SpaceX Falcon 9 Block 5 rocket’s drone ship return captured in stunning detail [gallery]

Teslarati photographer Pauline Acalin has captured SpaceX’s first West Coast Falcon 9 Block 5 booster recovery in the best detail yet seen of the rocket upgrade, well-worn after its first successful launch of Iridium NEXT-7, July 25.

Iridium-7 marked a number of important debuts for SpaceX: Falcon 9 Block 5 (Booster 1048, in this case) completed its first West Coast launch from SpaceX’s Vandenberg pad, drone ship Just Read The Instructions’ (JRTI) first rocket recovery attempt and success in nearly ten months, and recovery vessel Mr Steven’s first (albeit unsuccessful) attempt at catching a Falcon fairing with a dramatically enlarged net and arms.

Although inclement wind conditions foiled Mr Steven’s fairing catch effort and put pressure on Falcon 9 B1048’s journey to JRTI, Iridium-7 was flawlessly placed in orbit and Falcon 9 managed a slightly off-center but still thoroughly successful landing on the drone ship off the coast of California. With that launch and land debut on the West Coast and a second successful East Coast launch of a Block 5 rocket to the East just a few days prior, SpaceX has effectively demonstrated the basic functionality and reliability of the upgrade’s many far-reaching changes to the underlying Falcon 9 architecture.

Just Read The Instructions recovers a rocket

After nearly ten months largely spent berthed at SpaceX’s original Port of San Pedro dock space, drone ship JRTI has at long last returned to sea and successfully recovered a Falcon 9 booster, this time marking the West Coast launch and landing debut of the Block 5 rocket. Photos of the drone ship and rocket’s return to port were some of the best ever seen, thanks largely to the port’s layout and narrow mouth, which allowed Teslarati photographer Pauline Acalin to put giant telephoto lenses and a unique top-down perspective to good use.

Iridium NEXT-7 thankfully brought an end to the understandable but still-painful practice of intentionally expending twice-flown Falcon 9 boosters in the ocean after launch. Thanks to Iridium-7’s new Block 5 booster, B1048, expending the rocket was out of the question, as it likely will be for most Block 5 launches in the future. A combination of several expendable missions and an unfortunate duo of recovery anomalies (a small fire after Koreasat 5A and the Falcon Heavy center core landing failure) led to JRTI sitting on the sidelines since October 2017, as a considerable subset of its critical thruster hardware had to be stripped in order to keep East Coast sister ship Of Course I Still Love You (OCISLY) operational for a handful of attempts in 2018.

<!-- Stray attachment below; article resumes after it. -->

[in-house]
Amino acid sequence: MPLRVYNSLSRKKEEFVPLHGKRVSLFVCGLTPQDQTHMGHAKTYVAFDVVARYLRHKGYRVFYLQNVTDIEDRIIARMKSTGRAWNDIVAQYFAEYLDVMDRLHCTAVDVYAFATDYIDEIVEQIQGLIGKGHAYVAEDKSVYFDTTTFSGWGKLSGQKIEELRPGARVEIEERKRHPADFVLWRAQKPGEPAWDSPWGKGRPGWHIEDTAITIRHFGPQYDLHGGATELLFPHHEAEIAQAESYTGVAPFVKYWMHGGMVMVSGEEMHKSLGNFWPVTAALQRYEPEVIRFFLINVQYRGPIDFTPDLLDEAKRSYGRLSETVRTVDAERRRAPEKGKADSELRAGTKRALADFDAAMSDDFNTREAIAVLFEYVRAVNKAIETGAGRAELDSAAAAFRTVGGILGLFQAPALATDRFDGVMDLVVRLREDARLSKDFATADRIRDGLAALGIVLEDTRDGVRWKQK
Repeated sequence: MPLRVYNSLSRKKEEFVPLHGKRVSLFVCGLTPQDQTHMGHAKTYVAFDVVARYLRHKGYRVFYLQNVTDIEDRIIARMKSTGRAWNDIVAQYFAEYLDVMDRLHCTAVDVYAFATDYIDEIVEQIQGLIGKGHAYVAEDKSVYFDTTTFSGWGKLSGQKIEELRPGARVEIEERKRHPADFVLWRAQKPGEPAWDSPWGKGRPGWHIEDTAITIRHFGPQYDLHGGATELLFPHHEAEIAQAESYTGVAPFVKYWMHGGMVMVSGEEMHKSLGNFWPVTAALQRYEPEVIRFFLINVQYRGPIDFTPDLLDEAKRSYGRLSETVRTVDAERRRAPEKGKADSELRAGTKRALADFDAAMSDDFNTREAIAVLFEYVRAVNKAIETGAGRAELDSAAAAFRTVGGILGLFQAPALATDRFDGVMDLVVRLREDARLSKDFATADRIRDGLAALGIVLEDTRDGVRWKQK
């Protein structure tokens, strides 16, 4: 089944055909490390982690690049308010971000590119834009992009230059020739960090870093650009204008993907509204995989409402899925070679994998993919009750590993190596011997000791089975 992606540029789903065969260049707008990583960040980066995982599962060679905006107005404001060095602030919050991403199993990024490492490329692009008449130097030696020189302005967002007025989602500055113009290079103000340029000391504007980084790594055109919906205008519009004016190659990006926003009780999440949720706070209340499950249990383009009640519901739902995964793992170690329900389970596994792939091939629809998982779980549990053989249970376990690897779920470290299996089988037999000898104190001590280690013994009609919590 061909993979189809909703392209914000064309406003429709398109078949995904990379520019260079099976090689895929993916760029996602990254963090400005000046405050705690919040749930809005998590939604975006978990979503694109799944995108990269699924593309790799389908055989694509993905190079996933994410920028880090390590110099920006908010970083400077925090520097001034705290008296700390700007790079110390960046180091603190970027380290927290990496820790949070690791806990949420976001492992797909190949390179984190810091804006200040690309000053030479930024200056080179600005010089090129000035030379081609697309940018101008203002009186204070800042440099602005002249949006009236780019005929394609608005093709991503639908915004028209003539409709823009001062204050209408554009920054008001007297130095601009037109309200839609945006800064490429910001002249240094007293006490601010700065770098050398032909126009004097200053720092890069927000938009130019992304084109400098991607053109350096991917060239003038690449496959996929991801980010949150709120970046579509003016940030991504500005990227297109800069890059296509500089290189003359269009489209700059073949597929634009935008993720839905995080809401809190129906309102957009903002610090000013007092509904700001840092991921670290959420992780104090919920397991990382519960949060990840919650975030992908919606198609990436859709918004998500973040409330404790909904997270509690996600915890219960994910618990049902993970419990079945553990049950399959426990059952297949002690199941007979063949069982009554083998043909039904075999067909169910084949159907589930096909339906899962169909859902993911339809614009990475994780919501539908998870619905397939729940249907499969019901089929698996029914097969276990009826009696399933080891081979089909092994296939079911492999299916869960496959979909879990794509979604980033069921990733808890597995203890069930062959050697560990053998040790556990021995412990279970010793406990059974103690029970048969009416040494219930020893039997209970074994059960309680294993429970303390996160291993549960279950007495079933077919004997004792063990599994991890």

Many of the months JRTI spent at berth were thus without the pod thrusters the drone ship needs to keep itself at the proper landing point once at sea. Still, JRTI departed the port with a full complement of four blue thrusters on the evening of July 22 and had a highly successful return-to-action. Sadly, it’s unclear how much SpaceX will need the vessel within just a month or two from today – after the final Iridium launch (NEXT-8) in November or December, perhaps all of SpaceX’s future Vandenberg launches will be lofting lightweight payloads that should allow the company to rely almost entirely on its brand-new rocket landing zone – conveniently colocated barely 1000 feet from the pad – for CA rocket recoveries.

F9 Block 5 shows off its upgraded exterior

Falcon 9 Block 5 booster (B1048) arrived at Port of Los Angeles on July 27 after landing at sea aboard drone ship JRTI. Photos captured by Pauline arguably show the best details yet seen of the rocket upgrade, ranging from titanium grid fins to extraordinary shots of its sooty-but-still-sorta-shiny Merlin 1D engines.


Myriad others provide an amazing sense of place with SpaceX technicians conducting thorough post-landing checkouts, carefully documenting the booster’s condition, and generally wrenching on a massive, orbital-class rocket that completed a suborbital jaunt to space just days prior.

Of particular note are detailed views of the silky black “highly flame-resistant felt” now covering Falcon 9’s interstage (the top segment), landing legs, octaweb section, and raceways (the black lines traveling up and down the rocket). Compared to beat-up, older Falcon 9s, B1048’s shielded components look barely worse for wear, and it would genuinely be difficult to determine if the rocket had flown before without the telltale soot fingerprint present after every Falcon 9 recovery.


The only mystery that still remains is what exactly Falcon 9 Block 5’s octaweb heat-shielding looks like, reportedly one of the most critical and research-intensive upgrades necessary for true rapid reusability and reliability through many, many flights. Now built largely of titanium bolted to the octaweb, among a number of other extremely heat-tolerant metals and materials and even active water-cooling in spots, the new heat-shield was designed to carry the brunt of the reentry heating Falcon 9 experiences with ease.

Perhaps we’ll get a glimpse of that yet-unseen heat-shield over the next few weeks and months. Many, many more launches to come, so stay tuned!

For prompt updates, on-the-ground perspectives, and unique glimpses of SpaceX’s rocket recovery fleet (including fairing catcher Mr Steven) check out our brand new LaunchPad and LandingZone newsletters!

SpaceX Falcon 9 Block 5 rocket’s drone ship return captured in stunning detail [gallery]
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